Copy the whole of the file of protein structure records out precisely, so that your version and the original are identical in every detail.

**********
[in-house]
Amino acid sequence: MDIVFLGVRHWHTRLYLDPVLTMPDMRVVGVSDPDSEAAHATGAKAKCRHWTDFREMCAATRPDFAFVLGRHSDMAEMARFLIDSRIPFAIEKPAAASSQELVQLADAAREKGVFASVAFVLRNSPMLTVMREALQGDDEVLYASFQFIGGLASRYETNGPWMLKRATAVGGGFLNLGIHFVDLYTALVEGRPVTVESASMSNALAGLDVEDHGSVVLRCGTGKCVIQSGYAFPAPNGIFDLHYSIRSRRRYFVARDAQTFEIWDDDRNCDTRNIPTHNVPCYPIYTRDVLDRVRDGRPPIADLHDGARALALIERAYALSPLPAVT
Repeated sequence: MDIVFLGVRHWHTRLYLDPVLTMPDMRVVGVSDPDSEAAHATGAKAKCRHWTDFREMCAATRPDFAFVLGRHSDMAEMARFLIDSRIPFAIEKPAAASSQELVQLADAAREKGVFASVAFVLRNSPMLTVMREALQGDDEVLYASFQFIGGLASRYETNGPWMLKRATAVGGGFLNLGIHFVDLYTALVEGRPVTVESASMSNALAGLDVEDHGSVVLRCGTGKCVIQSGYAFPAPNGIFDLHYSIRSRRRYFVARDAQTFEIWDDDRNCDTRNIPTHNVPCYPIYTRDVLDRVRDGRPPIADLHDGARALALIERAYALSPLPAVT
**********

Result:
[in-house]
Amino acid sequence: MDIVFLGVRHWHTRLYLDPVLTMPDMRVVGVSDPDSEAAHATGAKAKCRHWTDFREMCAATRPDFAFVLGRHSDMAEMARFLIDSRIPFAIEKPAAASSQELVQLADAAREKGVFASVAFVLRNSPMLTVMREALQGDDEVLYASFQFIGGLASRYETNGPWMLKRATAVGGGFLNLGIHFVDLYTALVEGRPVTVESASMSNALAGLDVEDHGSVVLRCGTGKCVIQSGYAFPAPNGIFDLHYSIRSRRRYFVARDAQTFEIWDDDRNCDTRNIPTHNVPCYPIYTRDVLDRVRDGRPPIADLHDGARALALIERAYALSPLPAVT
Repeated sequence: MDIVFLGVRHWHTRLYLDPVLTMPDMRVVGVSDPDSEAAHATGAKAKCRHWTDFREMCAATRPDFAFVLGRHSDMAEMARFLIDSRIPFAIEKPAAASSQELVQLADAAREKGVFASVAFVLRNSPMLTVMREALQGDDEVLYASFQFIGGLASRYETNGPWMLKRATAVGGGFLNLGIHFVDLYTALVEGRPVTVESASMSNALAGLDVEDHGSVVLRCGTGKCVIQSGYAFPAPNGIFDLHYSIRSRRRYFVARDAQTFEIWDDDRNCDTRNIPTHNVPCYPIYTRDVLDRVRDGRPPIADLHDGARALALIERAYALSPLPAVT